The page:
Legend has it that Poseidon sat on top of mount Saos to watch the Troy war. The attractiveness of the island is now made up of the steep peaks of the holy mountain of the ancients (the highest of which - 1.611 metres- is called “Fengari” = “moon”) the pebbly beaches, the streams and rivers, the pristine natural beauty, the famous healing sources, and the archaeological finds.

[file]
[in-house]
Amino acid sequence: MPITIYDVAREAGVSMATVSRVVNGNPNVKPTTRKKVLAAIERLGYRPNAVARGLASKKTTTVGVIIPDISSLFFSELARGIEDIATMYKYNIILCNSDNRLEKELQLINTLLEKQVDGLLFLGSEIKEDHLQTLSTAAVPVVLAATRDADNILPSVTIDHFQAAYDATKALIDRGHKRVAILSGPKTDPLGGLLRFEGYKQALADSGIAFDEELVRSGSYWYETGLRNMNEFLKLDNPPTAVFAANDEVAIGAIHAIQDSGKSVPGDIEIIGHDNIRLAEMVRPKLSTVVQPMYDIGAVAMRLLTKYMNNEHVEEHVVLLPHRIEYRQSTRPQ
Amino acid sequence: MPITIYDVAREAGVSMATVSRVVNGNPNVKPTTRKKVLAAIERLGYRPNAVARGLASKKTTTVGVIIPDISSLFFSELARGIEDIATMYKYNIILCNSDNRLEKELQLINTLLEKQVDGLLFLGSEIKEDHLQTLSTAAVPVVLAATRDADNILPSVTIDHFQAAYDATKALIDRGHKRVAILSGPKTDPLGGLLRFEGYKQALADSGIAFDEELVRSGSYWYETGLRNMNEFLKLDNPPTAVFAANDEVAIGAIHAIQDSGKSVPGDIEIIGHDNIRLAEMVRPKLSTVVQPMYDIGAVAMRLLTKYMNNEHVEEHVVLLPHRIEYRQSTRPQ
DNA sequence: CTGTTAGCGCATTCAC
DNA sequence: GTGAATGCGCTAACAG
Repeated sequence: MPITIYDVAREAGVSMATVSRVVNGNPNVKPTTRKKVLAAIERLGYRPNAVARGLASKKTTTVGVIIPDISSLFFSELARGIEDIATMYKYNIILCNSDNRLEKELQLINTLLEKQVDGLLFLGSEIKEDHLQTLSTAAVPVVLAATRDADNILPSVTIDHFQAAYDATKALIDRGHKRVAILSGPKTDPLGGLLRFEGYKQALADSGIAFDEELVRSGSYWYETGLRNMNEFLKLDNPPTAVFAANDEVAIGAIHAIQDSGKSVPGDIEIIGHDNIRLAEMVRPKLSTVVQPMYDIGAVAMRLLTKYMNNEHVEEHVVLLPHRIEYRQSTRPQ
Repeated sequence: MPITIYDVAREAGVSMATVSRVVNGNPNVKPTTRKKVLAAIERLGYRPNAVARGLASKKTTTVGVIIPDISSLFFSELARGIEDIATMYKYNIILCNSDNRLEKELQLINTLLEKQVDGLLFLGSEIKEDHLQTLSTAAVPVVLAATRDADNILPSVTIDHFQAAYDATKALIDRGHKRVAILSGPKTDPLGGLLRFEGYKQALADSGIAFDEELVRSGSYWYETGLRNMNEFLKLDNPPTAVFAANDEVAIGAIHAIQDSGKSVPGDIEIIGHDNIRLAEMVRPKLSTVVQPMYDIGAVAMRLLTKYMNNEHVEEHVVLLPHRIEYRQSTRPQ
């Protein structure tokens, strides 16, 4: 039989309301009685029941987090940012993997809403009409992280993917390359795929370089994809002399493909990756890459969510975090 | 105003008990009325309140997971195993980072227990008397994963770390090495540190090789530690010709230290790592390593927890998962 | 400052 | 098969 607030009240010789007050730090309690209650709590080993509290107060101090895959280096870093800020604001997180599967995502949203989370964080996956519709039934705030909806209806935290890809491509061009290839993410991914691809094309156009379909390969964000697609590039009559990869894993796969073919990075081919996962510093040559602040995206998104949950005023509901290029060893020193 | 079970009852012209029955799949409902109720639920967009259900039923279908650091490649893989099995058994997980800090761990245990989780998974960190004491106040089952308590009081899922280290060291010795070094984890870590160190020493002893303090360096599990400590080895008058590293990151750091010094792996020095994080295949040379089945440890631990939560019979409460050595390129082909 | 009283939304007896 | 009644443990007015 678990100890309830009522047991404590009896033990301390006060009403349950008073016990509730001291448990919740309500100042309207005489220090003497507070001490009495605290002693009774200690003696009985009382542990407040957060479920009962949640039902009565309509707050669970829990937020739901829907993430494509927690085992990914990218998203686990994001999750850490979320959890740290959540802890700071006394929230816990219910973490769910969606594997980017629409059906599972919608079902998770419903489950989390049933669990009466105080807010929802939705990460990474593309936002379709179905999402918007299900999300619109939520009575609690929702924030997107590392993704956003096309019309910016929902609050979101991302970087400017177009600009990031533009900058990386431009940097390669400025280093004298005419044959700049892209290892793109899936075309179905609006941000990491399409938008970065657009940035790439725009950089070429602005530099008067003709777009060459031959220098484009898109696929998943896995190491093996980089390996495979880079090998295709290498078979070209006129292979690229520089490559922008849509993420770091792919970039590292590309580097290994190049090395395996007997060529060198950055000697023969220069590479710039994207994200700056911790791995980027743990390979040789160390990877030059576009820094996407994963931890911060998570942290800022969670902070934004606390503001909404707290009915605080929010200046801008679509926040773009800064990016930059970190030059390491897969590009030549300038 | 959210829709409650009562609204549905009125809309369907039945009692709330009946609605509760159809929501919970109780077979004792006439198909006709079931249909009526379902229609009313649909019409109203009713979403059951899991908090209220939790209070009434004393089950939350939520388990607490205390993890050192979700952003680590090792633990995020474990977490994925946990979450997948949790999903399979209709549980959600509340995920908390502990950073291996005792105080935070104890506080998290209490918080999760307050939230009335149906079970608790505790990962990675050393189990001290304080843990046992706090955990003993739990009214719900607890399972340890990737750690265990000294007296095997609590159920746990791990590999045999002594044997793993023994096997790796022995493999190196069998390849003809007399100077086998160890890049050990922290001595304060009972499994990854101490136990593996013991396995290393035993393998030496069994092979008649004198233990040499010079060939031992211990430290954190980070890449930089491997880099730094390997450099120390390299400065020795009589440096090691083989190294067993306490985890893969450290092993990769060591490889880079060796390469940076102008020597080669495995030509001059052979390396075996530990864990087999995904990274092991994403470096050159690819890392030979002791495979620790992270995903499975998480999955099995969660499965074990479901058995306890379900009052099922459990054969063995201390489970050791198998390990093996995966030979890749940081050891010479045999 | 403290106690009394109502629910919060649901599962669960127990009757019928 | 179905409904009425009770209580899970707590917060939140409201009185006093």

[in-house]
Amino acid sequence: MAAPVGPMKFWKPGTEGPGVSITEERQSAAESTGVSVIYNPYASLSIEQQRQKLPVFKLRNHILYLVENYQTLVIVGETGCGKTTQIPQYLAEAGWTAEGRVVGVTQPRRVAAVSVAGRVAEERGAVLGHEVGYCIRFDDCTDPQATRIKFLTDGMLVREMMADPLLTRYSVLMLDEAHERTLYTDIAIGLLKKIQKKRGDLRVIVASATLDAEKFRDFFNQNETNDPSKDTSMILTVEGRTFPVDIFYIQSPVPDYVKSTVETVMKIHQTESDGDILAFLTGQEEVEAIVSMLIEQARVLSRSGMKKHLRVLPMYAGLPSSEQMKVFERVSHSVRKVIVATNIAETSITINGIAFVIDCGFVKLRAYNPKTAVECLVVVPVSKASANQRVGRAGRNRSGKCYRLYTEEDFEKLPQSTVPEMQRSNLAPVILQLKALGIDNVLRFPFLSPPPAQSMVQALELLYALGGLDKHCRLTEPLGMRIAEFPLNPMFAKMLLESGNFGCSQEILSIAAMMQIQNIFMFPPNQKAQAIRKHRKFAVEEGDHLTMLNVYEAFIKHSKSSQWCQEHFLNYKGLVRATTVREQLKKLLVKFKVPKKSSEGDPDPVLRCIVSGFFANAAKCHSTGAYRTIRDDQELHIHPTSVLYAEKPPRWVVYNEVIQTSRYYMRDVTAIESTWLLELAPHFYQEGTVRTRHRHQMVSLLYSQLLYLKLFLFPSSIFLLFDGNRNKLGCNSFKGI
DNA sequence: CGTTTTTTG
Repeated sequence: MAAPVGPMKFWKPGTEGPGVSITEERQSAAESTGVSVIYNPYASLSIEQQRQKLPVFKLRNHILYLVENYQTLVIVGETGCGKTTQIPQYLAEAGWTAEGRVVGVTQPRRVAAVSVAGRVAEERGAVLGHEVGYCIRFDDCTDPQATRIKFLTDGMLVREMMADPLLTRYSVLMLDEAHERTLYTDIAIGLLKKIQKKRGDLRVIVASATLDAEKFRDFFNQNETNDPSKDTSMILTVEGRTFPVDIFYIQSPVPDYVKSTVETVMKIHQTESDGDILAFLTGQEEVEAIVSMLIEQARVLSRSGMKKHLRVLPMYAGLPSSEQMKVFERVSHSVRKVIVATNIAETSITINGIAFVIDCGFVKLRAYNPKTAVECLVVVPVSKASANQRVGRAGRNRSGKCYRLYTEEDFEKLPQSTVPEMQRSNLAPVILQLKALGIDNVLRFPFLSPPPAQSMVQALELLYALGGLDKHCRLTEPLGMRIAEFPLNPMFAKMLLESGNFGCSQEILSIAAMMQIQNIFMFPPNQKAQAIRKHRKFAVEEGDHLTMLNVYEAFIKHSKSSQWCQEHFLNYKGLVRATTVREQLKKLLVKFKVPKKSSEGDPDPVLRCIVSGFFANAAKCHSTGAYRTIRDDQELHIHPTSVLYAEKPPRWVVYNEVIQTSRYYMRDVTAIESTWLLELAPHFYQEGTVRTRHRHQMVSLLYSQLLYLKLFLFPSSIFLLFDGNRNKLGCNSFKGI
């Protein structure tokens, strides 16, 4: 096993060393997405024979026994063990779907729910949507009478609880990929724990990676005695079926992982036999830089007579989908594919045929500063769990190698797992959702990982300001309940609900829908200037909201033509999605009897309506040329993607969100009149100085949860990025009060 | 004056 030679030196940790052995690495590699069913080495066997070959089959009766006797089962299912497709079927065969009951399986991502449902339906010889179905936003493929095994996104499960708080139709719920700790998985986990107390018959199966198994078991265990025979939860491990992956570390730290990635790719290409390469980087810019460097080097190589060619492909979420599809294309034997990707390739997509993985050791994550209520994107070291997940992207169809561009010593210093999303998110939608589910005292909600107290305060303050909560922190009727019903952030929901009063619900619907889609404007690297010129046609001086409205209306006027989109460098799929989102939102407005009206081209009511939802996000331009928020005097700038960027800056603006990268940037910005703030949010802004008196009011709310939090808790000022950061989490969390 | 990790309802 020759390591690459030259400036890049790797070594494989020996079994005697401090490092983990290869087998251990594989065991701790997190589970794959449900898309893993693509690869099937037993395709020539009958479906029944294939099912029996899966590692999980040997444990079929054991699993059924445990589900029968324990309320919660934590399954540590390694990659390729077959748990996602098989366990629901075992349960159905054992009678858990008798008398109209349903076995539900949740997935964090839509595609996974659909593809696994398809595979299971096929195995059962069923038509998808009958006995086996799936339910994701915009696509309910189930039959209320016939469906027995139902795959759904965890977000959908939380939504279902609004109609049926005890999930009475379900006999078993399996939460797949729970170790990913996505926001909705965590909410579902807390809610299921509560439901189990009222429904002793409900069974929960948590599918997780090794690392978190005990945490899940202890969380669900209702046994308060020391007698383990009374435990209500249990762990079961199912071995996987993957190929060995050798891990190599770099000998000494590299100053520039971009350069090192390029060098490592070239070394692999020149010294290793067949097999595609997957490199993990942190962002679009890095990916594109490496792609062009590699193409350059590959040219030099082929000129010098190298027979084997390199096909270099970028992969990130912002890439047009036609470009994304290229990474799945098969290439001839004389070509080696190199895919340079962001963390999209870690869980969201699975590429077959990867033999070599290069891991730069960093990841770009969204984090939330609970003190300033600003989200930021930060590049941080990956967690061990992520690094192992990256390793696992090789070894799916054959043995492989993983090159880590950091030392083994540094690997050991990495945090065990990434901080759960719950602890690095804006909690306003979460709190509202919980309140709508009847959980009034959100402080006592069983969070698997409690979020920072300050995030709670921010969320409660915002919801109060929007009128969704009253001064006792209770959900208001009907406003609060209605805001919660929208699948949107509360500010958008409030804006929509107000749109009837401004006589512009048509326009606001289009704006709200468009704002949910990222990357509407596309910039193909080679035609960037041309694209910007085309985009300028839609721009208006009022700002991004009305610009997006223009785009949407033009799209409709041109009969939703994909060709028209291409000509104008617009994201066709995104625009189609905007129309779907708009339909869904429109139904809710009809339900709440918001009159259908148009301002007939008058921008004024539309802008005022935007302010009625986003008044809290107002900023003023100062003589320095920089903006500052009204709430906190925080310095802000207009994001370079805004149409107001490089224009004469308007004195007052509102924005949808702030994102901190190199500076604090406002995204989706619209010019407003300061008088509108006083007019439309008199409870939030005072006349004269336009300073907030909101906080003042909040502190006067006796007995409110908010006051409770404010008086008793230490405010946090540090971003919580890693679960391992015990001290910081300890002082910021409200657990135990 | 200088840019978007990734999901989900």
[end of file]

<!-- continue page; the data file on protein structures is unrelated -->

Stunning natural surroundings featuring rich vegetation among lakes and rivers will be etched on your mind forever. What is really special to the northern part of the island is its microclimate which favours a flora pandemonium. High altimeters are prevailed by plane, oak, cedar, and chestnut trees, while the lower parts look like a jungle of shrubs: over 20 species of them grow on Samothrace. Where the land is suitable for grazing, the wind bears the aromas of nature: thyme, oregano, and other herbs. The island was once covered almost exclusively by oaks. The Martini Forest, lying between Therma and Karyotes, is a perfect example of what is left from that period. Hundreds of crystal watered streams flow from mount Saos to rush through the forests all the way to the sea. On their way, they form waterfalls and stone basins, the so called “váthres”. As a matter of fact, the streams and the waterfalls are the landmarks of the island. A pair of the best of those are the stream of Foniás (=”killer”) and its tallest waterfall (Kleidwsi - 35m high). A nature wonder in the form of a waterfall is situated in the Northeast; it’s Kremastó. The water there goes through some iron rocks to obtain a sweet, reddish colour before fiercely ending into the sea. Behind the water mass there is a cave to be explored. Other well-known waterfalls are Kakiá Pláka, Karyá, and Griá Váthra.